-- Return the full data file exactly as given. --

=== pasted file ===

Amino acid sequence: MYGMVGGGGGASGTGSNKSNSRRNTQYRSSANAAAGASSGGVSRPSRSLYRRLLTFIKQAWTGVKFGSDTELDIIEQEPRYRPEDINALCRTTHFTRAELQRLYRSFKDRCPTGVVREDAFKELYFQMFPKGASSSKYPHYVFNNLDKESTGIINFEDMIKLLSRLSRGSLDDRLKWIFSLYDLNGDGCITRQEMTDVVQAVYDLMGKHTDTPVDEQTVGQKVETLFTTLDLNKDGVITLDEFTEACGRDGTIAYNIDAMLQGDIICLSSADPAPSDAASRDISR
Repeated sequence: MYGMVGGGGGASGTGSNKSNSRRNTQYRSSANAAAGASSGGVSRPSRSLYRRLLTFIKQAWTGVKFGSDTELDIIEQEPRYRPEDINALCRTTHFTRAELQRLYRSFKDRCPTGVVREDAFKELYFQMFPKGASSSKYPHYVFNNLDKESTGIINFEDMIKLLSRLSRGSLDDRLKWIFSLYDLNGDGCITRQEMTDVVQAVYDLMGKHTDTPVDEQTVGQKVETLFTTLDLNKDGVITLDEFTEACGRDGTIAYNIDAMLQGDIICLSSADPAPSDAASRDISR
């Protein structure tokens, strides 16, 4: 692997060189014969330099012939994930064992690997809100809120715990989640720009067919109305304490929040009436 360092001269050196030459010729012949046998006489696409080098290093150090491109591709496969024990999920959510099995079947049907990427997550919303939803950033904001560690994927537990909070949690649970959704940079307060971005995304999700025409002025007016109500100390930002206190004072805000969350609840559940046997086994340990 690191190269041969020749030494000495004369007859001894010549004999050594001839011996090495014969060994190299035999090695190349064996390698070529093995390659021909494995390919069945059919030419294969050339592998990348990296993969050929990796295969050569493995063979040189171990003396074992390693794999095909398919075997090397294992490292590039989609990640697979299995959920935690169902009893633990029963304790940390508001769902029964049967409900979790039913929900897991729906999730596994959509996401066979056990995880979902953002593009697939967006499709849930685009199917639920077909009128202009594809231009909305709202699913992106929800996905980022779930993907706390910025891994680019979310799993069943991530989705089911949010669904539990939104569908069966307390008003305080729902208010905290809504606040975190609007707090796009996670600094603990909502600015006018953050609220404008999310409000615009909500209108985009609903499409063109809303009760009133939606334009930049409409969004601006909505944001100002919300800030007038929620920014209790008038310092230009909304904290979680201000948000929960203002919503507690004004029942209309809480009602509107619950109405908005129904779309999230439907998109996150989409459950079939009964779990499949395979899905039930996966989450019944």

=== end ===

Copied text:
Amino acid sequence: MYGMVGGGGGASGTGSNKSNSRRNTQYRSSANAAAGASSGGVSRPSRSLYRRLLTFIKQAWTGVKFGSDTELDIIEQEPRYRPEDINALCRTTHFTRAELQRLYRSFKDRCPTGVVREDAFKELYFQMFPKGASSSKYPHYVFNNLDKESTGIINFEDMIKLLSRLSRGSLDDRLKWIFSLYDLNGDGCITRQEMTDVVQAVYDLMGKHTDTPVDEQTVGQKVETLFTTLDLNKDGVITLDEFTEACGRDGTIAYNIDAMLQGDIICLSSADPAPSDAASRDISR
Repeated sequence: MYGMVGGGGGASGTGSNKSNSRRNTQYRSSANAAAGASSGGVSRPSRSLYRRLLTFIKQAWTGVKFGSDTELDIIEQEPRYRPEDINALCRTTHFTRAELQRLYRSFKDRCPTGVVREDAFKELYFQMFPKGASSSKYPHYVFNNLDKESTGIINFEDMIKLLSRLSRGSLDDRLKWIFSLYDLNGDGCITRQEMTDVVQAVYDLMGKHTDTPVDEQTVGQKVETLFTTLDLNKDGVITLDEFTEACGRDGTIAYNIDAMLQGDIICLSSADPAPSDAASRDISR
């Protein structure tokens, strides 16, 4: 692997060189014969330099012939994930064992690997809100809120715990989640720009067919109305304490929040009436 360092001269050196030459010729012949046998006489696409080098290093150090491109591709496969024990999920959510099995079947049907990427997550919303939803950033904001560690994927537990909070949690649970959704940079307060971005995304999700025409002025007016109500100390930002206190004072805000969350609840559940046997086994340990 690191190269041969020749030494000495004369007859001894010549004999050594001839011996090495014969060994190299035999090695190349064996390698070529093995390659021909494995390919069945059919030419294969050339592998990348990296993969050929990796295969050569493995063979040189171990003396074992390693794999095909398919075997090397294992490292590039989609990640697979299995959920935690169902009893633990029963304790940390508001769902029964049967409900979790039913929900897991729906999730596994959509996401066979056990995880979902953002593009697939967006499709849930685009199917639920077909009128202009594809231009909305709202699913992106929800996905980022779930993907706390910025891994680019979310799993069943991530989705089911949010669904539990939104569908069966307390008003305080729902208010905290809504606040975190609007707090796009996670600094603990909502600015006018953050609220404008999310409000615009909500209108985009609903499409063109809303009760009133939606334009930049409409969004601006909505944001100002919300800030007038929620920014209790008038310092230009909304904290979680201000948000929960203002919503507690004004029942209309809480009602509107619950109405908005129904779309999230439907998109996150989409459950079939009964779990499949395979899905039930996966989450019944």